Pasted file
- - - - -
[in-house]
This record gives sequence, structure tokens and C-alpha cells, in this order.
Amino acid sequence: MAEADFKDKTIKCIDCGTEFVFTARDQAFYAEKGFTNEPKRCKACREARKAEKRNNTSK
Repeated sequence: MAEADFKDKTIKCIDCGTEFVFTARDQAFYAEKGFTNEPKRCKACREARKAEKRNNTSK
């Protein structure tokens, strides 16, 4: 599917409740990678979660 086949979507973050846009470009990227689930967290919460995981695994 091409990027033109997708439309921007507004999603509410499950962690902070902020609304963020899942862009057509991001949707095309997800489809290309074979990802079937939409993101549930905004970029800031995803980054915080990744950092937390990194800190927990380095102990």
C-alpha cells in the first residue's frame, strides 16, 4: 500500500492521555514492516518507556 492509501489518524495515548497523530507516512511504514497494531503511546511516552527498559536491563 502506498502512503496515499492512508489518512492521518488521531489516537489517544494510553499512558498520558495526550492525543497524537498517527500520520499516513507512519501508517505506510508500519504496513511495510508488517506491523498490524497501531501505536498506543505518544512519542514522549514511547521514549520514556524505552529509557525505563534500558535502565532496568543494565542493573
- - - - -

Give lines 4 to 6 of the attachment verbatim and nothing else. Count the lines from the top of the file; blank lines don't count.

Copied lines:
Repeated sequence: MAEADFKDKTIKCIDCGTEFVFTARDQAFYAEKGFTNEPKRCKACREARKAEKRNNTSK
């Protein structure tokens, strides 16, 4: 599917409740990678979660 086949979507973050846009470009990227689930967290919460995981695994 091409990027033109997708439309921007507004999603509410499950962690902070902020609304963020899942862009057509991001949707095309997800489809290309074979990802079937939409993101549930905004970029800031995803980054915080990744950092937390990194800190927990380095102990």
C-alpha cells in the first residue's frame, strides 16, 4: 500500500492521555514492516518507556 492509501489518524495515548497523530507516512511504514497494531503511546511516552527498559536491563 502506498502512503496515499492512508489518512492521518488521531489516537489517544494510553499512558498520558495526550492525543497524537498517527500520520499516513507512519501508517505506510508500519504496513511495510508488517506491523498490524497501531501505536498506543505518544512519542514522549514511547521514549520514556524505552529509557525505563534500558535502565532496568543494565542493573